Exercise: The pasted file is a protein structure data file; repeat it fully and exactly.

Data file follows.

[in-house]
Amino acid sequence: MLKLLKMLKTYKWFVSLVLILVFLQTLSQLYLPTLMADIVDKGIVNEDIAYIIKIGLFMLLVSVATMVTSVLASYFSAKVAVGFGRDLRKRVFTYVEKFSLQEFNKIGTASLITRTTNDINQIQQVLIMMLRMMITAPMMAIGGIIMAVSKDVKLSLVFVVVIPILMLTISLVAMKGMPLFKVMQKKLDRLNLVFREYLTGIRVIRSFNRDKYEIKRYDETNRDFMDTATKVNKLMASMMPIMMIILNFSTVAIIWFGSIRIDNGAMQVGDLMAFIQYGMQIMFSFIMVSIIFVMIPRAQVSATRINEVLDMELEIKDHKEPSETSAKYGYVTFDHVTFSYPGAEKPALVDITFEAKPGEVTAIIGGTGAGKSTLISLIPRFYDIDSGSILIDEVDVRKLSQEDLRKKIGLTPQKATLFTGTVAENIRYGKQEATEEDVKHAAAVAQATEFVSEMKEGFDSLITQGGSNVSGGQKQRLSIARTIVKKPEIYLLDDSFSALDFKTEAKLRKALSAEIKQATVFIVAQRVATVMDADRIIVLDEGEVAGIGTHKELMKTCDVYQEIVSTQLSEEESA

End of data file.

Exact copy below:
[in-house]
Amino acid sequence: MLKLLKMLKTYKWFVSLVLILVFLQTLSQLYLPTLMADIVDKGIVNEDIAYIIKIGLFMLLVSVATMVTSVLASYFSAKVAVGFGRDLRKRVFTYVEKFSLQEFNKIGTASLITRTTNDINQIQQVLIMMLRMMITAPMMAIGGIIMAVSKDVKLSLVFVVVIPILMLTISLVAMKGMPLFKVMQKKLDRLNLVFREYLTGIRVIRSFNRDKYEIKRYDETNRDFMDTATKVNKLMASMMPIMMIILNFSTVAIIWFGSIRIDNGAMQVGDLMAFIQYGMQIMFSFIMVSIIFVMIPRAQVSATRINEVLDMELEIKDHKEPSETSAKYGYVTFDHVTFSYPGAEKPALVDITFEAKPGEVTAIIGGTGAGKSTLISLIPRFYDIDSGSILIDEVDVRKLSQEDLRKKIGLTPQKATLFTGTVAENIRYGKQEATEEDVKHAAAVAQATEFVSEMKEGFDSLITQGGSNVSGGQKQRLSIARTIVKKPEIYLLDDSFSALDFKTEAKLRKALSAEIKQATVFIVAQRVATVMDADRIIVLDEGEVAGIGTHKELMKTCDVYQEIVSTQLSEEESA